Appraising Home Food Availability
A cross-sectional study has shown it is feasible to use screeners for individuals to appraise household food supplies. Screeners seek to obtain information about a limited number of foods and beverages consumed or dietary practices whilst food frequency questionnaires (FFQ) examine the frequency and, in some cases, portion size. Either may be used in the short- (e.g. week or month) or longer-term (e.g. past year).
The desire to appraisal of home food availability was borne from a growing interest in links between environment and obesity. Currently, there are tools available but these are limited in scope and burdensome to use.
Martin-Biggers et al. investigated the feasibility of using food categories, and scoring algorithms from valid food frequency questionnaires, for individuals to estimate nutrient availability of food in households. Dietary fat and fruit-vegetable-fibre screeners were used to assess nutrient availability and compared with household food inventories from 100 two-parent families with one or more children who were 12 years old or younger. Foods were coded to match screener food groups, and the amounts converted to total adult daily equivalent servings to express the greatest possible frequency. Scoring algorithms were converted to express all scores on a per day basis.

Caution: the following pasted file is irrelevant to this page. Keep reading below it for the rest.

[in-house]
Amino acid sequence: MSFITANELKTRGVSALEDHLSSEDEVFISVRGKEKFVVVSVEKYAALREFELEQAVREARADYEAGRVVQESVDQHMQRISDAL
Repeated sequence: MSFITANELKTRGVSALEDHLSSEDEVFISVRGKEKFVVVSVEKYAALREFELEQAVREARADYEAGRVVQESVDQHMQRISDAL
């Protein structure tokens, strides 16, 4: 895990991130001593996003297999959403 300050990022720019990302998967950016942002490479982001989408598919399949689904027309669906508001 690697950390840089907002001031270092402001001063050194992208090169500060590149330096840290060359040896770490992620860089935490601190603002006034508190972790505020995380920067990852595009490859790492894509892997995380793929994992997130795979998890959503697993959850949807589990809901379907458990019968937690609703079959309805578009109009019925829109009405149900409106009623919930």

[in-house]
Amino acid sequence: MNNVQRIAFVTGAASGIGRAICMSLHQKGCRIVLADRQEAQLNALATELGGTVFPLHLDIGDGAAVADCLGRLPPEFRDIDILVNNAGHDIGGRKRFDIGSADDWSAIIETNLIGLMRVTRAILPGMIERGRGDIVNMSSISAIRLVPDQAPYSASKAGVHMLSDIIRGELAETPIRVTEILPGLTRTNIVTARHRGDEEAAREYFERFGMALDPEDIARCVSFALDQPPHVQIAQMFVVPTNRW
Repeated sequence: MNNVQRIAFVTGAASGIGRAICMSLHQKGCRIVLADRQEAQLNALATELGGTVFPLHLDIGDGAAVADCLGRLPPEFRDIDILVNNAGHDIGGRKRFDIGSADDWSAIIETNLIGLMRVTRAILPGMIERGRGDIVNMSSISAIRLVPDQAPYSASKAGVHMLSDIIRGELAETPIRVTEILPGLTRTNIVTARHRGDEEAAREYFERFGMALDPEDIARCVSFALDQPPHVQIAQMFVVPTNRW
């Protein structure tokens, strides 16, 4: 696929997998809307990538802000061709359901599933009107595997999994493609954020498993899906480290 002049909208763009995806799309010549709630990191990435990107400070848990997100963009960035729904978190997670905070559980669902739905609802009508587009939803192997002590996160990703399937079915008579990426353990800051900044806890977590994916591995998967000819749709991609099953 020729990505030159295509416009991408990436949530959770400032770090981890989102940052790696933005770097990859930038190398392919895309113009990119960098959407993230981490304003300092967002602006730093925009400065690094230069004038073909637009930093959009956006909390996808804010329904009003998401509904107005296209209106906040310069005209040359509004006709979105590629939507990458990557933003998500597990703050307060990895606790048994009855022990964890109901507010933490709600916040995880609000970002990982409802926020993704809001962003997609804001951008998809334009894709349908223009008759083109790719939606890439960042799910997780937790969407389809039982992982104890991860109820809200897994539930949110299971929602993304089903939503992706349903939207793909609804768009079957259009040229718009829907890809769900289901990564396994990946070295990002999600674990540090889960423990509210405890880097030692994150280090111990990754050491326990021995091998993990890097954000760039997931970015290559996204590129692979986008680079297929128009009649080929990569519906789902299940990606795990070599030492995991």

The fruit-vegetable- fibre screener ranked households accurately not only for fruits, vegetables and dietary fibre, but also vitamin C. The fat screener and household inventory were positively correlated (r ≥ 0.58) for total fat, saturated fat and cholesterol.
Importantly, these results could have implications for two of our projects, namely QuaLiFY and TDS-Exposure, which are examining portion-sizes or using food identification, description and classification, respectively.
Appraising nutrient availability of household food supplies using Block Dietary Screeners for individuals; J Martin-Biggers, M Koenings, V Quick, J M Abbot and C Byrd-Bredbenner; European Journal of Clinical Nutrition (2015) 69, 1028–1034; doi:10.1038/ejcn.2015.30; published online 25 March 2015